What We’ve Done: Weeks 7 – 8

Aaaahhh!  I’m falling behind!  I feel like every weekend, between soccer and shopping, I don’t ever have time to sit down and blog.  And everyone needs shopping therapy, right?  RIGHT? :)

Here goes…

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Don’t kill me…I have ZERO pictures for week 7.  I was there four out of the five days…and I just forgot.

In grammar, we continued to work on sentences.  We did two lessons from Grammar Keepers, The PSST! Test and Is There a Verb? lessons.  And oh boy howdy, it’s working!  I’m already seeing huge improvements!

For writing, we continued with our kernel essays, got two completed, and then finished the week coloring up the Barbie piece.  It’s meant for renaming, but it colors up REALLY nicely for expository, so I had students complete that with the sub on Friday when I was out.  We are definitely going to have to revisit it.

And that’s pretty much what I remember from week 7.

These pics are NOT from school, but what’s a blog post with NO pictures?  I had to include a couple from my conference I went to in Frisco.  It was put on by Corwin, the publisher of several professional development books…including Gretchen’s latest two books.

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This is Jeff Wilhelm.  He was a phenomenal speaker.  He has tons of great strategies for teaching reading, some of which I would have never thought to do.  You should check him out.  He has some fantastic books. Head over to QEP Books to check them out! Diving Deep Into Nonfiction is one that he referenced quite a bit.

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And of course, what’s a Corwin conference without Gretchen Bernabei?!?!  She shared some structures from Text Structures From the Masters, and we wrote kernel essays.  Especially if you teach 5h – 8th grade, you need to check this book out.  It’s totally awesome.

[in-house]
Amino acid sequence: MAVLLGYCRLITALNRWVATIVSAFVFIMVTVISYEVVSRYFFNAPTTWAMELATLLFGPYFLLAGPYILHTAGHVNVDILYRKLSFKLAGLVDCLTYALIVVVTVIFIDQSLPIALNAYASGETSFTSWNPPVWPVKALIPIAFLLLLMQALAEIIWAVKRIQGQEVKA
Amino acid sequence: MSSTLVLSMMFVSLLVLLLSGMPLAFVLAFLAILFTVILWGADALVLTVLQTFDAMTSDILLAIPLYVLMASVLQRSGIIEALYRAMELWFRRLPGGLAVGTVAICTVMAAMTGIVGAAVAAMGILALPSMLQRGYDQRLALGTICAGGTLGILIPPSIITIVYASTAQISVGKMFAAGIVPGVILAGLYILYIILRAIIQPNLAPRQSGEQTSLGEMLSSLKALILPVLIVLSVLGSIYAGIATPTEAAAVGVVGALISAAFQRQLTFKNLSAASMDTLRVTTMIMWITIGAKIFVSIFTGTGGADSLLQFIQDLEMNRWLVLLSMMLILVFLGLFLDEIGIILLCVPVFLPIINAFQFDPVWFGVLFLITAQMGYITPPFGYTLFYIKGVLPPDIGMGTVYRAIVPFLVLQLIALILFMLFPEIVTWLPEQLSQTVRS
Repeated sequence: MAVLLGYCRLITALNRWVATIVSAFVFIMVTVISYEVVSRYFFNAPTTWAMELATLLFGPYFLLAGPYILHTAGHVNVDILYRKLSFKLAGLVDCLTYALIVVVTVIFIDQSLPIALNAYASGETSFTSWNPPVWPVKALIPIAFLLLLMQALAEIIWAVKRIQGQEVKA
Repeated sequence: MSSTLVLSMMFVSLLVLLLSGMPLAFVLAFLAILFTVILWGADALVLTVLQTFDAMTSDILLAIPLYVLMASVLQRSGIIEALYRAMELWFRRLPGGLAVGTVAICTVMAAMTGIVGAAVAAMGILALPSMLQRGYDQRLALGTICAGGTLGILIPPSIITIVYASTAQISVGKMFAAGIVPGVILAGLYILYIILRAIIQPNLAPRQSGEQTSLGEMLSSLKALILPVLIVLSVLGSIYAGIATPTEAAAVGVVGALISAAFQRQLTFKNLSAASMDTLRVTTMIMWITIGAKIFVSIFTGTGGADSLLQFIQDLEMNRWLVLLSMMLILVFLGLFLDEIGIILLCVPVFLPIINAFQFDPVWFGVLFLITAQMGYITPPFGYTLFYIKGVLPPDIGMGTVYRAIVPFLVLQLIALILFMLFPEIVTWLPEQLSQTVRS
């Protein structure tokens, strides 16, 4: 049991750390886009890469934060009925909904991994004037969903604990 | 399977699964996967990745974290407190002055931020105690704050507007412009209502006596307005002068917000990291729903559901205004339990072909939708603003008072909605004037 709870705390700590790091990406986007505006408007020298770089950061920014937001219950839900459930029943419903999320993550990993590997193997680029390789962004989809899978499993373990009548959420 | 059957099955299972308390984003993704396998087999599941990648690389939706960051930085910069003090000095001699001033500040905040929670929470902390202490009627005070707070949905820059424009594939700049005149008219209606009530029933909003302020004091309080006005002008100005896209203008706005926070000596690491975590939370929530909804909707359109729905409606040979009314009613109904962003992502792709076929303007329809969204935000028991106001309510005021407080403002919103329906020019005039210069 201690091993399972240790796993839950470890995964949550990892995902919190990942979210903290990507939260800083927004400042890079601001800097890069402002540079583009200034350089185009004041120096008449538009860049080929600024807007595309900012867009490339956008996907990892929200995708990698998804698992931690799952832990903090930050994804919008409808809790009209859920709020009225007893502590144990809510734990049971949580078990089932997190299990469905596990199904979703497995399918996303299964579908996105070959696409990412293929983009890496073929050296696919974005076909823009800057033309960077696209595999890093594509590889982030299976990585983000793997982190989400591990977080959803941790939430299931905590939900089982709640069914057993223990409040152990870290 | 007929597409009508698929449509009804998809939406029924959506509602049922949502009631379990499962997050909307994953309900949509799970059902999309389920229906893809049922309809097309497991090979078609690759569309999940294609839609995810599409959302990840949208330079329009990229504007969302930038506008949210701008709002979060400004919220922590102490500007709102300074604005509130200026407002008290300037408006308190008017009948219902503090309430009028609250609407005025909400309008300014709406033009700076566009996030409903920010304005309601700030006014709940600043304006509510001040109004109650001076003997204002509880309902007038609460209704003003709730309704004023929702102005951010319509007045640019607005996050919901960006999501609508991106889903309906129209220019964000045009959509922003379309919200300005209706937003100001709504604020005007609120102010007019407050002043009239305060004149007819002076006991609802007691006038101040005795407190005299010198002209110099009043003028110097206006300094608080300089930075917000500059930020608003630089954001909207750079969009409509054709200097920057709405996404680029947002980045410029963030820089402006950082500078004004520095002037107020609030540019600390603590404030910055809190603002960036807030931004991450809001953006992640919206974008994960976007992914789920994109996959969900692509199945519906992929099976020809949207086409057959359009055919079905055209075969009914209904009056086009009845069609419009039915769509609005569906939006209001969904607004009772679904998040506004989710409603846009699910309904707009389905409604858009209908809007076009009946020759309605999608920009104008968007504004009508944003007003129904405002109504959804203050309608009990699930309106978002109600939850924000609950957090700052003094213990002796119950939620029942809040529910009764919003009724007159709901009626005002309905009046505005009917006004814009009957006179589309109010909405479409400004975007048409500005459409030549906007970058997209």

Always so fun to hear Gretchen, even if I HAVE heard her speak 100 times! 😉

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I started the week absent on Monday. I presented for teachers in Southside ISD in San Antonio.  It was 5th-8th grade teachers, and we had a blast.  Most of them had never heard of Gretchen’s work, so it was even more fun to watch them do things for the very first time.

Meanwhile, I had my sub get my kiddos started on their expository flipbooks.  Ummmm…that was probably not the best idea I’ve ever had, but it wasn’t disastrous, either.  Thank the good Lord for that, right? I really only wanted them to complete two parts of it, but some ended up with sentences for all four paragraphs.

The main part that was missed, however, was the line I wrote that said: Students MUST have 3-5 sentences in their paragraphs.  Yeah…upset students who knew thought they were finished with one sentence. Nope.  You will add details, kid.  I know you can. *insert devilish laugh*